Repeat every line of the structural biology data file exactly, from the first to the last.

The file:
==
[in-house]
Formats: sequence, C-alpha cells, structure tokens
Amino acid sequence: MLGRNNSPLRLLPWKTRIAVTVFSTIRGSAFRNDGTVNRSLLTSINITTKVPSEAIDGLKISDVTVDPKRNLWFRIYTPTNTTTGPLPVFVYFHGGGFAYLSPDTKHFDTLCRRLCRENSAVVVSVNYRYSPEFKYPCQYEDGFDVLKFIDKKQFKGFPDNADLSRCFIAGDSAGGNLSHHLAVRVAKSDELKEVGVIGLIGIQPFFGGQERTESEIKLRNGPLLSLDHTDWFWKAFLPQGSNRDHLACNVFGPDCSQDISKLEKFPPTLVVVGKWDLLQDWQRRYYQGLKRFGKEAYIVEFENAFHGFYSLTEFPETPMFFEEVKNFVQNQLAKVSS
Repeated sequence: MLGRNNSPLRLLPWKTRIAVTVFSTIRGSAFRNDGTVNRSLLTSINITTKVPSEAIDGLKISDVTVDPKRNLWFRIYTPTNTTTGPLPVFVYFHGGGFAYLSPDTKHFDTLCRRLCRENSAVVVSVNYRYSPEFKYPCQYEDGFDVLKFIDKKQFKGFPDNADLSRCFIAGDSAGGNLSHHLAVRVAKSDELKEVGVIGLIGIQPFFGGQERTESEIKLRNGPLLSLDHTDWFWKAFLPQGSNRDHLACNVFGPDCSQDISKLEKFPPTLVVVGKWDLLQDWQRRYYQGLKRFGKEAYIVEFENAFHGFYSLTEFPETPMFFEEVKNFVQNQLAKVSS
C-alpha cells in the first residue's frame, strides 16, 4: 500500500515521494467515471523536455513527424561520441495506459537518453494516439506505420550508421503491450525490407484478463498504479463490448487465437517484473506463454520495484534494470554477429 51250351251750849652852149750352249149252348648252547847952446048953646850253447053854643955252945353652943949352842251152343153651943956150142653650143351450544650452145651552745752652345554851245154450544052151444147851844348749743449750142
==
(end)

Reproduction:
[in-house]
Formats: sequence, C-alpha cells, structure tokens
Amino acid sequence: MLGRNNSPLRLLPWKTRIAVTVFSTIRGSAFRNDGTVNRSLLTSINITTKVPSEAIDGLKISDVTVDPKRNLWFRIYTPTNTTTGPLPVFVYFHGGGFAYLSPDTKHFDTLCRRLCRENSAVVVSVNYRYSPEFKYPCQYEDGFDVLKFIDKKQFKGFPDNADLSRCFIAGDSAGGNLSHHLAVRVAKSDELKEVGVIGLIGIQPFFGGQERTESEIKLRNGPLLSLDHTDWFWKAFLPQGSNRDHLACNVFGPDCSQDISKLEKFPPTLVVVGKWDLLQDWQRRYYQGLKRFGKEAYIVEFENAFHGFYSLTEFPETPMFFEEVKNFVQNQLAKVSS
Repeated sequence: MLGRNNSPLRLLPWKTRIAVTVFSTIRGSAFRNDGTVNRSLLTSINITTKVPSEAIDGLKISDVTVDPKRNLWFRIYTPTNTTTGPLPVFVYFHGGGFAYLSPDTKHFDTLCRRLCRENSAVVVSVNYRYSPEFKYPCQYEDGFDVLKFIDKKQFKGFPDNADLSRCFIAGDSAGGNLSHHLAVRVAKSDELKEVGVIGLIGIQPFFGGQERTESEIKLRNGPLLSLDHTDWFWKAFLPQGSNRDHLACNVFGPDCSQDISKLEKFPPTLVVVGKWDLLQDWQRRYYQGLKRFGKEAYIVEFENAFHGFYSLTEFPETPMFFEEVKNFVQNQLAKVSS
C-alpha cells in the first residue's frame, strides 16, 4: 500500500515521494467515471523536455513527424561520441495506459537518453494516439506505420550508421503491450525490407484478463498504479463490448487465437517484473506463454520495484534494470554477429 51250351251750849652852149750352249149252348648252547847952446048953646850253447053854643955252945353652943949352842251152343153651943956150142653650143351450544650452145651552745752652345554851245154450544052151444147851844348749743449750142